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Species - Bush vetch


Classed by IUCN as a species of least concern.


Where to see

Bush vetch (Vicia sepium)

A nitrogen-fixing, perennial, leguminous climbing plant that grows in hedgerows, grasslands, the edges of woodland, roadsides and rough ground.  Occurs in western Europe, Russia including Siberia, Crimea, Caucasus and Central Asia. Also eastern Canada, north-eastern states of the USA and, where suitable habitat occurs, in Greenland. Found throughout England and eastern parts of Wales.

A rhizomatous plant.  Its climbing habit is enabled by branched tendrils at the end of each leaf stem, which curl around surrounding plants. The stems are not branched, are almost glabrous, sometimes with rare soft hairs, single, mostly 30 to 40 cm long but sometimes as much as 100 cm. The leaves are compound and pinnate with 4 to 8 pairs of opposite leaflets. Leaflets are 20 to 30 mm long, 8 to 10 mm wide, elongated elliptical in form with broad bases and glabrous at both sides. Flower stalks are very short with 2 to 6 almost sessile flowers on each. Flowers are 13 to 14 mm long, reddish-lilac or lilac-blue.  Similar in appearance to common vetch (V sativa) but each stem of the latter has more flowers, and bush vetch is usually hairless whereas V sativa is slightly hairy.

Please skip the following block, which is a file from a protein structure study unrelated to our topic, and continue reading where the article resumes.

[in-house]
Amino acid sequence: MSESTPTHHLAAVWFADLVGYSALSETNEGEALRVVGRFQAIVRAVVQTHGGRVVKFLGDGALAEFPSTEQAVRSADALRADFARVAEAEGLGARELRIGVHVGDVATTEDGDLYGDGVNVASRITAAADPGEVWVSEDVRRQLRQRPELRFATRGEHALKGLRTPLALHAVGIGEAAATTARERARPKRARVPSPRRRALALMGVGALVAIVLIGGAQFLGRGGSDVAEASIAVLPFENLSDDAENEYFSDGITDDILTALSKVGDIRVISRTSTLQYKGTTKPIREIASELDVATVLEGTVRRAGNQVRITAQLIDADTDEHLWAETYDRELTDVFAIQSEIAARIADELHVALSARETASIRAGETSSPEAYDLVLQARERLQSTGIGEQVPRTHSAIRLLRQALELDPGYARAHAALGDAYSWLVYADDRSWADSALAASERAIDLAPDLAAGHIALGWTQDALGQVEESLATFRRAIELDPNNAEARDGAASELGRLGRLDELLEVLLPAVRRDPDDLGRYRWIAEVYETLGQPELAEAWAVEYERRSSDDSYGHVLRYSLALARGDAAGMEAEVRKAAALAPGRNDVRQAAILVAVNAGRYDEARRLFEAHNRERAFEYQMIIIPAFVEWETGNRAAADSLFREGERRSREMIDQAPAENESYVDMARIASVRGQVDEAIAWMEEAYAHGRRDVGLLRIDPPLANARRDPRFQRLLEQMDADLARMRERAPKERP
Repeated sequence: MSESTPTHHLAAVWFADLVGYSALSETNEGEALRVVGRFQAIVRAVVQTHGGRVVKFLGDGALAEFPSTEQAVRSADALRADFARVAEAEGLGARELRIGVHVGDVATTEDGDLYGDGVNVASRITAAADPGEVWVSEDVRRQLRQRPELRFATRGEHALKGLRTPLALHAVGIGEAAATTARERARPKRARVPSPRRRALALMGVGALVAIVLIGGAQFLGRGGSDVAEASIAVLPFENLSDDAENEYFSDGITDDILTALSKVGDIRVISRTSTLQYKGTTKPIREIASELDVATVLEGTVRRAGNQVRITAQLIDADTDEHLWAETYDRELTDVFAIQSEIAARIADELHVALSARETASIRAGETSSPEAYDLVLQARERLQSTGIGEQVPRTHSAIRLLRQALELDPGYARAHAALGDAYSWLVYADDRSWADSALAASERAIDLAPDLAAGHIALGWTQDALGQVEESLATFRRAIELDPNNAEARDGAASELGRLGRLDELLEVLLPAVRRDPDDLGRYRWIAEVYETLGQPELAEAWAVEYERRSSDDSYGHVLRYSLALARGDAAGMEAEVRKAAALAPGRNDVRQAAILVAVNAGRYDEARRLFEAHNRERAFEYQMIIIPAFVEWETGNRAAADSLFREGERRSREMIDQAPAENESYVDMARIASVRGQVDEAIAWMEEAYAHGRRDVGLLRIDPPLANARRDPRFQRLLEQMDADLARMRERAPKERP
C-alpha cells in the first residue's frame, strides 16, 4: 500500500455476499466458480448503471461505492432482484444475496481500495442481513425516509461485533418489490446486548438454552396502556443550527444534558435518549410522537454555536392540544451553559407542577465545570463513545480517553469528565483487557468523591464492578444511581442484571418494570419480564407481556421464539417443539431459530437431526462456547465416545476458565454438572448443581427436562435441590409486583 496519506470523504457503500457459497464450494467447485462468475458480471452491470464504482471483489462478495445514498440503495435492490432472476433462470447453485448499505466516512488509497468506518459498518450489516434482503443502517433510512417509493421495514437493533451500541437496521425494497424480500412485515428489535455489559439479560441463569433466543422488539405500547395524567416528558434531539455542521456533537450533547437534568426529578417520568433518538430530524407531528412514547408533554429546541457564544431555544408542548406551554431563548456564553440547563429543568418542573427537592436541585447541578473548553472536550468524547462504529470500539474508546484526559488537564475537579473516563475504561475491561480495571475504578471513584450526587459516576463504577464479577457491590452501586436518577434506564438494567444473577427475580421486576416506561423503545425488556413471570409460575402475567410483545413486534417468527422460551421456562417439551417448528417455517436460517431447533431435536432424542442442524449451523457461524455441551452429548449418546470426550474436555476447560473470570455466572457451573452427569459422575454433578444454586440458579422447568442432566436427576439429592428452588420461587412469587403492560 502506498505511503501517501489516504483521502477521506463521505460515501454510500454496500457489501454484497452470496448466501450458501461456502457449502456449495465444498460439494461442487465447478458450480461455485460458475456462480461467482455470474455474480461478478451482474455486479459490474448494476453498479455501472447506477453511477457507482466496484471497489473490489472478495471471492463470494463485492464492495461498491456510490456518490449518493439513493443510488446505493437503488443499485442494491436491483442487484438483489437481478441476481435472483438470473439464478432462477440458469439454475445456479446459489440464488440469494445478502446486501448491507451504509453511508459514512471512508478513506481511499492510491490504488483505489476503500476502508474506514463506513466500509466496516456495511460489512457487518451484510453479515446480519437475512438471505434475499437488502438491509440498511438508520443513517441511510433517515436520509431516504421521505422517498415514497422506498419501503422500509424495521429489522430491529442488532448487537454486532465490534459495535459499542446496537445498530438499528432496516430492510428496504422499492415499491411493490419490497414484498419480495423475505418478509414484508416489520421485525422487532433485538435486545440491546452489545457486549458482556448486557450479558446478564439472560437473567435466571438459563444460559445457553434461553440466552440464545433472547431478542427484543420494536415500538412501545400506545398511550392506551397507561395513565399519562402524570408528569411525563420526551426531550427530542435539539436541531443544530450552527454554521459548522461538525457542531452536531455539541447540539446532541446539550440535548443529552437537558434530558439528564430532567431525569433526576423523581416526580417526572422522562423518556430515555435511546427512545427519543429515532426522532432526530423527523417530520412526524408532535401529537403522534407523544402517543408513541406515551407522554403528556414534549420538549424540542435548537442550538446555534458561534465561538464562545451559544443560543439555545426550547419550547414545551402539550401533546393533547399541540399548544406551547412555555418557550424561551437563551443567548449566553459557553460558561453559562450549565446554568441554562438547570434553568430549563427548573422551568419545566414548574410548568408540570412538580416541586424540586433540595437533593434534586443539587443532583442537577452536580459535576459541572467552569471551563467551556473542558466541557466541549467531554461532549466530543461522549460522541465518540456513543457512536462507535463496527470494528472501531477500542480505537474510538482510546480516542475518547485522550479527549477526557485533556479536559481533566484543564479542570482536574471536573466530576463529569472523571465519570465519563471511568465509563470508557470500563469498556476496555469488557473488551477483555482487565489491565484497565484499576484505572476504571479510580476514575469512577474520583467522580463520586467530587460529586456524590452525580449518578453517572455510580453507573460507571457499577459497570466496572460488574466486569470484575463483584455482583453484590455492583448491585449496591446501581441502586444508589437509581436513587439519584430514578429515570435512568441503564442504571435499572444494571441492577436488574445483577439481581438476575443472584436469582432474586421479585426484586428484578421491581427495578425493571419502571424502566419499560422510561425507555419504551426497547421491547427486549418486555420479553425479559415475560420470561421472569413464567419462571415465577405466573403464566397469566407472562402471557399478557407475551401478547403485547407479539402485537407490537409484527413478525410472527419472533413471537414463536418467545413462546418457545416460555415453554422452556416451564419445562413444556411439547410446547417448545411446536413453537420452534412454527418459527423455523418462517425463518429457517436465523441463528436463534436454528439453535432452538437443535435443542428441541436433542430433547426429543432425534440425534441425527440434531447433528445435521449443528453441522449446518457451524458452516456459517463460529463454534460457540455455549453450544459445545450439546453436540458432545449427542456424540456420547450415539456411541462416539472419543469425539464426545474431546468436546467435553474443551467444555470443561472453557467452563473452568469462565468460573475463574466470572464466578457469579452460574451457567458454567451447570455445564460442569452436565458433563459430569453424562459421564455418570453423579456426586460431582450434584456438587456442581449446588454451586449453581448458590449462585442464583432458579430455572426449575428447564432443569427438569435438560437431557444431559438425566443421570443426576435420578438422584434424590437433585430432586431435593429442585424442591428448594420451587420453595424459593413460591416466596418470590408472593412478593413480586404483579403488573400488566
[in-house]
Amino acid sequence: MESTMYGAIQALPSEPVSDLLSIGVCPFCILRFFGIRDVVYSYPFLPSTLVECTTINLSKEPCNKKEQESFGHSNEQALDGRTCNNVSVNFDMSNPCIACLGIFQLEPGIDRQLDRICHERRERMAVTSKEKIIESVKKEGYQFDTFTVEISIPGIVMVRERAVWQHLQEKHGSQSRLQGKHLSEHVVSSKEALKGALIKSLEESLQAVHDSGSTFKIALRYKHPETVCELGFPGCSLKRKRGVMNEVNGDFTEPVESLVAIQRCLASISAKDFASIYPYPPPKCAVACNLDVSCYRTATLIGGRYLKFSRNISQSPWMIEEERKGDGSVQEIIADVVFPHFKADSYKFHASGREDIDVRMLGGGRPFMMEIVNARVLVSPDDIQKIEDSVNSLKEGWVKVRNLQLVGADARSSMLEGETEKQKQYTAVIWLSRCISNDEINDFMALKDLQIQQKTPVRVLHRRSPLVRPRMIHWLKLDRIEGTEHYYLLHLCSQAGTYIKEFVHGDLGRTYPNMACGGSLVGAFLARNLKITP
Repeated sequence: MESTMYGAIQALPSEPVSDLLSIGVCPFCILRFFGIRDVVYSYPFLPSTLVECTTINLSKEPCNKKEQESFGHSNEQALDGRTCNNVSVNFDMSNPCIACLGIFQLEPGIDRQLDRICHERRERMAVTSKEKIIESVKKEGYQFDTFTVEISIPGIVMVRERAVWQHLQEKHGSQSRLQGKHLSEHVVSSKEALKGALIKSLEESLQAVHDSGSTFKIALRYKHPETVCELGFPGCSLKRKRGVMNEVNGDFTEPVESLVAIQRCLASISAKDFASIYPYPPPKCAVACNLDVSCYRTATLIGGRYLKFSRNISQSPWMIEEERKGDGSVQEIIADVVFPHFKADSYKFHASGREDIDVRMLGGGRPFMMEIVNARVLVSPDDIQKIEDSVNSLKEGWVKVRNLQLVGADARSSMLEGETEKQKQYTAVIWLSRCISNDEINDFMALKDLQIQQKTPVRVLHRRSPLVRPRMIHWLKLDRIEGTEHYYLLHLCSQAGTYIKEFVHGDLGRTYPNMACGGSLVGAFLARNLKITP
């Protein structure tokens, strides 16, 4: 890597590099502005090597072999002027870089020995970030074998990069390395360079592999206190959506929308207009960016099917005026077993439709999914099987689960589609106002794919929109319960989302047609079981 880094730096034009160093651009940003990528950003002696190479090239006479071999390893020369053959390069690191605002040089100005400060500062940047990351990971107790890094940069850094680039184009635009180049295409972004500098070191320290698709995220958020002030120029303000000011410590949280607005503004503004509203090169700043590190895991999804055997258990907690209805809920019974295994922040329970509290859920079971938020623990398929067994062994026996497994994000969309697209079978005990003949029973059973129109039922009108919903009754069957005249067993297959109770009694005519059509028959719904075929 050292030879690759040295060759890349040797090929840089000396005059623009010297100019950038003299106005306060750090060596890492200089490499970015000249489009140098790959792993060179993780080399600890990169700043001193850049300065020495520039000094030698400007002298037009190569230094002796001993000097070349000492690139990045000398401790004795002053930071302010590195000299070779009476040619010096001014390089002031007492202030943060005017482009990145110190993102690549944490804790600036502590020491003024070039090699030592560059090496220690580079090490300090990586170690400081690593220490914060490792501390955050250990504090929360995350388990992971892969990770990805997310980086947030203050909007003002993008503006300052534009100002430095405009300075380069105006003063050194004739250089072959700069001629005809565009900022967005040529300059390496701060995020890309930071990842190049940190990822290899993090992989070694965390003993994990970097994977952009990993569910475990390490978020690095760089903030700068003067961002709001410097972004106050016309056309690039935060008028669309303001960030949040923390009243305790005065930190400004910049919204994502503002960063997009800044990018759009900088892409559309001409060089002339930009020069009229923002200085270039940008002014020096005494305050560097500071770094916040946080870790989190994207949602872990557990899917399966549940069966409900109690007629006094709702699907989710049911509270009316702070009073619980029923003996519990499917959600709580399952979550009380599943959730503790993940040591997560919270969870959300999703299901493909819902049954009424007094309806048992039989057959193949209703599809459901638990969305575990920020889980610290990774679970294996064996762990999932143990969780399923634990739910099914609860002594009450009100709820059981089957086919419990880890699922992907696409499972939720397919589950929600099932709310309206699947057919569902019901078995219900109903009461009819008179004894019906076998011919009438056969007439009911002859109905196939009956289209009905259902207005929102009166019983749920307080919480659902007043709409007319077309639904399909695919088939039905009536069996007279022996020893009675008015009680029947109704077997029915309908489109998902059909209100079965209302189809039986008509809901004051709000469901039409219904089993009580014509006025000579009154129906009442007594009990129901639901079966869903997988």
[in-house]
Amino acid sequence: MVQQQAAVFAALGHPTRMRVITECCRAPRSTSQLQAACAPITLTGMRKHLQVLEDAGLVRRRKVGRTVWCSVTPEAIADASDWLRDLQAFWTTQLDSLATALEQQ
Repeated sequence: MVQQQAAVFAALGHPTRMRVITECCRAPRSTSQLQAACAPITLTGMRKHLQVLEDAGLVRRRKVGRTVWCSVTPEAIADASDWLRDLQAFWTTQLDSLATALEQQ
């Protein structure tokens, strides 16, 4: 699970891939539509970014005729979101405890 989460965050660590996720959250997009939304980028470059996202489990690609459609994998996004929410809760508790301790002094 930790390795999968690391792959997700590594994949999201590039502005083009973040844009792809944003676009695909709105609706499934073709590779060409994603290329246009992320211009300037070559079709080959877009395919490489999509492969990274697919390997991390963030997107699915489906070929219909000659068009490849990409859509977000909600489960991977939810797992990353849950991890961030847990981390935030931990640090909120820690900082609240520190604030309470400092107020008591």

Flowers between May to August, occasionally into November. Mainly cross pollinated by insects. The resultant pods ripen mainly during July to August, are 30 to 40 mm long, 6 to 8 mm wide, elongated, rhomboid and black in colour. The seeds within are black or brown.

A good potential forage crop with high nutritional value, characterized by high seed productivity in less favourable years. Can by used for hay or silage, particularly arable silage, from perennial grass-vetch mixtures.

Bush vetch supports a variety of generalist legume feeders including beetles, weevils and caterpillars. Bumblebees and honeybees seek out the flowers for their nectar.
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